Deutsche Telekom faces angry investors

Deutsche Telekom (DT) expects to post a full-year net loss of €5.5bn (£3.8bn), its largest so far.

Deutsche Telekom (DT) expects to post a full-year net loss of €5.5bn (£3.8bn), its largest so far.

DT chief financial officer, Karl-Gerhard Eick, said in an interview that he does not expect the debt-laden German telecom company to see a full-year net profit until 2005 at the earliest. DT's total debt stands at €67bn (£42bn).

At the annual shareholders' meeting today (28 May), Eick and chief executive officer Ron Sommer, expect to face a grilling by investors furious over the freefall of DT's shares over the past year. They have seen the share price plummet from a high of €104 (£66) per share to €12.51 (£7.90).

Eick said Voicestream, formerly Voicestream Wireless, will be a major contributor to DT's full-year net loss, with around €17bn (£11bn) in associated acquisition costs.

Although some shareholders have called on Sommer to unload Voicestream, the chief executive officer has repeatedly defended the US purchase.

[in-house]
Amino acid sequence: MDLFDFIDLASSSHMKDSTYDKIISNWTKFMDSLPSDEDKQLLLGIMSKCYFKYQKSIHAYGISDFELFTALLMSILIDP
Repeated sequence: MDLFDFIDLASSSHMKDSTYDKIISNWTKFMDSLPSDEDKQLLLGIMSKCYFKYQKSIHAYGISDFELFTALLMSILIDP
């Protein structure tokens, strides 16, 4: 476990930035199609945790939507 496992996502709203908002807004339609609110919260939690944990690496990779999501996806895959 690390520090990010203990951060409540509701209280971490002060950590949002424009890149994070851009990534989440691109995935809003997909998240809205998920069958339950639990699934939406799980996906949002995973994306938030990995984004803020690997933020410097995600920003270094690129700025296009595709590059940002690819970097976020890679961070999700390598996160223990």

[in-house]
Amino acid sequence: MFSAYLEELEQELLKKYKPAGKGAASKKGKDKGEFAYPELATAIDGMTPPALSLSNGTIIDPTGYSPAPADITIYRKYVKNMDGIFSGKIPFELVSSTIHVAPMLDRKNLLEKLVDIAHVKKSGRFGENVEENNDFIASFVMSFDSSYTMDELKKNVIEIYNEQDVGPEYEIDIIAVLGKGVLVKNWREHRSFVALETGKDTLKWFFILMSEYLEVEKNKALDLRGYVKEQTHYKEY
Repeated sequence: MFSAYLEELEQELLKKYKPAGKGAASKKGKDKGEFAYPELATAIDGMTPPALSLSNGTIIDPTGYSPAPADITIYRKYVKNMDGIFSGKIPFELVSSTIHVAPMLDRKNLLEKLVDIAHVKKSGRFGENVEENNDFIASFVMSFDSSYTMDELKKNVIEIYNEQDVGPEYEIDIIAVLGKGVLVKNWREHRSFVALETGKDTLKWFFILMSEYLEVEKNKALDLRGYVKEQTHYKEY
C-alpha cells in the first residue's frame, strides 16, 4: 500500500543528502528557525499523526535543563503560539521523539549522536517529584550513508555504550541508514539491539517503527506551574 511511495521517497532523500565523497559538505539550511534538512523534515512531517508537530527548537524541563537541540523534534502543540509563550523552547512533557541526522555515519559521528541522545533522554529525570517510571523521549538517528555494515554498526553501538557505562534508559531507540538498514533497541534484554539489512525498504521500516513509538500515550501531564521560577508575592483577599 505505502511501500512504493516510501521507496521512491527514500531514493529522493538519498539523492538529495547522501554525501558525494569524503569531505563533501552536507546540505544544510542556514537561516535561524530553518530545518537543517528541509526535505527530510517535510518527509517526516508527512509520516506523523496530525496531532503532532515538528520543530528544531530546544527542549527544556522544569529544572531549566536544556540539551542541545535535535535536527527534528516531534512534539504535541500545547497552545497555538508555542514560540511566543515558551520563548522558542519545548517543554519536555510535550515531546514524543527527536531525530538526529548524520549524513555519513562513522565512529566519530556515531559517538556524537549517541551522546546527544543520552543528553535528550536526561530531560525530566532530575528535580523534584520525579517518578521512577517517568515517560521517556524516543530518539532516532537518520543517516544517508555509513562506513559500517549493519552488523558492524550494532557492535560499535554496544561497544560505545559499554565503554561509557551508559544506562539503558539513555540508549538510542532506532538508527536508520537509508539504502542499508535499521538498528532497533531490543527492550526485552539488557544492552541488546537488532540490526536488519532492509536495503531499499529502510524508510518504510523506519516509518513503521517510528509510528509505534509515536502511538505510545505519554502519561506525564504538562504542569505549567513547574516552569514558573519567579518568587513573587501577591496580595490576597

He views the mobile operator as a crucial beachhead in the important North American market, where the German company is trying to make inroads in the corporate sector.

Eick said that DT still plans an initial public offering (IPO) for its mobile unit, T-Mobile International, next year. The IPO was slated for this year.

DT is reducing its workforce to curb costs, while selling off real estate and other non-core business to generate cash, Eick said. The company also plans to cut dividends, from 40 cents per share to 37 cents, he added. With these and other moves, DT aims to reduce its debt to €50bn (£31.9bn) in this financial year, Eick said.

Last week, T-Online International said its net loss for the first-quarter narrowed to €89.7m (£56.7m) from €121.1m a year earlier. In January, the Internet service provider (ISP) began charging for select content. The subscriber base rose 584,000 to 11.2 million, including 142,000 new customers from its Austrian, French and Spanish units.

In recent months, corporate customers in Germany have restrained from publicly criticising the former German monopoly telephone company. Criticism flowed in abundance during the early years of opening Europe's largest telecom market to competition. But numerous new entrants have now abandoned the market, resulting in a dwindling choice of alternative telecom service providers.

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